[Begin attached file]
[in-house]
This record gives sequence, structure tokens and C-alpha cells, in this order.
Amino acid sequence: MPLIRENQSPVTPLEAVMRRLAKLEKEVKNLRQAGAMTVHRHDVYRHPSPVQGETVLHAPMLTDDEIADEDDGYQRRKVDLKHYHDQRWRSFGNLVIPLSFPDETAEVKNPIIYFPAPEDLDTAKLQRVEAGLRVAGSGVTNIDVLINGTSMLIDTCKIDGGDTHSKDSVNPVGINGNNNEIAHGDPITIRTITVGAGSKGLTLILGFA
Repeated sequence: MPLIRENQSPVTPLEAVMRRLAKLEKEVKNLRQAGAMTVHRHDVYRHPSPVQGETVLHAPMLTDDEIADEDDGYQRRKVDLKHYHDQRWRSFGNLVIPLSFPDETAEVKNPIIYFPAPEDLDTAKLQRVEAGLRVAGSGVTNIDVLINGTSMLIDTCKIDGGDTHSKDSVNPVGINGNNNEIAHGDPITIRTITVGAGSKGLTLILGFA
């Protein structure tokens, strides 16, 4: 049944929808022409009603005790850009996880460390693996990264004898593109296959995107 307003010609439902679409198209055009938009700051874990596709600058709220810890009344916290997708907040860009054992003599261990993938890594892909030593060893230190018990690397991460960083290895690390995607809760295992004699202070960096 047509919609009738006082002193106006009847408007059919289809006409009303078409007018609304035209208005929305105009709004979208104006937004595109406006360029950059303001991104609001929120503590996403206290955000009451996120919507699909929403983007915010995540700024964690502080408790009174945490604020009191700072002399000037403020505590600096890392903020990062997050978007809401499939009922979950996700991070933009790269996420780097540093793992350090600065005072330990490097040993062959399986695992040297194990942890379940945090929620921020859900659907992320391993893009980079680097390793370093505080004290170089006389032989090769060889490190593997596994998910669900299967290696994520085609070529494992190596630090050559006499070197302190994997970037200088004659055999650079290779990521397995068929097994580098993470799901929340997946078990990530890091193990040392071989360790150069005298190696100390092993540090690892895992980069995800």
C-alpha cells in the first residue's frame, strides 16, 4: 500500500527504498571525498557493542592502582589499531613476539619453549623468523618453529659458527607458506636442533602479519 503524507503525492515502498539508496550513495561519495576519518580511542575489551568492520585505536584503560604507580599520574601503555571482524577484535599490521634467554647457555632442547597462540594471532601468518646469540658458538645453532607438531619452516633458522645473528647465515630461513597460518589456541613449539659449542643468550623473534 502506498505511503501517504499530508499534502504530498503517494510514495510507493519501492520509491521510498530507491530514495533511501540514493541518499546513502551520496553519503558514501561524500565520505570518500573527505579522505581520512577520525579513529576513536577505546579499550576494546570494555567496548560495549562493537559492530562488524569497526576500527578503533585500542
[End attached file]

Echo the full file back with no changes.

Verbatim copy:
[in-house]
This record gives sequence, structure tokens and C-alpha cells, in this order.
Amino acid sequence: MPLIRENQSPVTPLEAVMRRLAKLEKEVKNLRQAGAMTVHRHDVYRHPSPVQGETVLHAPMLTDDEIADEDDGYQRRKVDLKHYHDQRWRSFGNLVIPLSFPDETAEVKNPIIYFPAPEDLDTAKLQRVEAGLRVAGSGVTNIDVLINGTSMLIDTCKIDGGDTHSKDSVNPVGINGNNNEIAHGDPITIRTITVGAGSKGLTLILGFA
Repeated sequence: MPLIRENQSPVTPLEAVMRRLAKLEKEVKNLRQAGAMTVHRHDVYRHPSPVQGETVLHAPMLTDDEIADEDDGYQRRKVDLKHYHDQRWRSFGNLVIPLSFPDETAEVKNPIIYFPAPEDLDTAKLQRVEAGLRVAGSGVTNIDVLINGTSMLIDTCKIDGGDTHSKDSVNPVGINGNNNEIAHGDPITIRTITVGAGSKGLTLILGFA
């Protein structure tokens, strides 16, 4: 049944929808022409009603005790850009996880460390693996990264004898593109296959995107 307003010609439902679409198209055009938009700051874990596709600058709220810890009344916290997708907040860009054992003599261990993938890594892909030593060893230190018990690397991460960083290895690390995607809760295992004699202070960096 047509919609009738006082002193106006009847408007059919289809006409009303078409007018609304035209208005929305105009709004979208104006937004595109406006360029950059303001991104609001929120503590996403206290955000009451996120919507699909929403983007915010995540700024964690502080408790009174945490604020009191700072002399000037403020505590600096890392903020990062997050978007809401499939009922979950996700991070933009790269996420780097540093793992350090600065005072330990490097040993062959399986695992040297194990942890379940945090929620921020859900659907992320391993893009980079680097390793370093505080004290170089006389032989090769060889490190593997596994998910669900299967290696994520085609070529494992190596630090050559006499070197302190994997970037200088004659055999650079290779990521397995068929097994580098993470799901929340997946078990990530890091193990040392071989360790150069005298190696100390092993540090690892895992980069995800």
C-alpha cells in the first residue's frame, strides 16, 4: 500500500527504498571525498557493542592502582589499531613476539619453549623468523618453529659458527607458506636442533602479519 503524507503525492515502498539508496550513495561519495576519518580511542575489551568492520585505536584503560604507580599520574601503555571482524577484535599490521634467554647457555632442547597462540594471532601468518646469540658458538645453532607438531619452516633458522645473528647465515630461513597460518589456541613449539659449542643468550623473534 502506498505511503501517504499530508499534502504530498503517494510514495510507493519501492520509491521510498530507491530514495533511501540514493541518499546513502551520496553519503558514501561524500565520505570518500573527505579522505581520512577520525579513529576513536577505546579499550576494546570494555567496548560495549562493537559492530562488524569497526576500527578503533585500542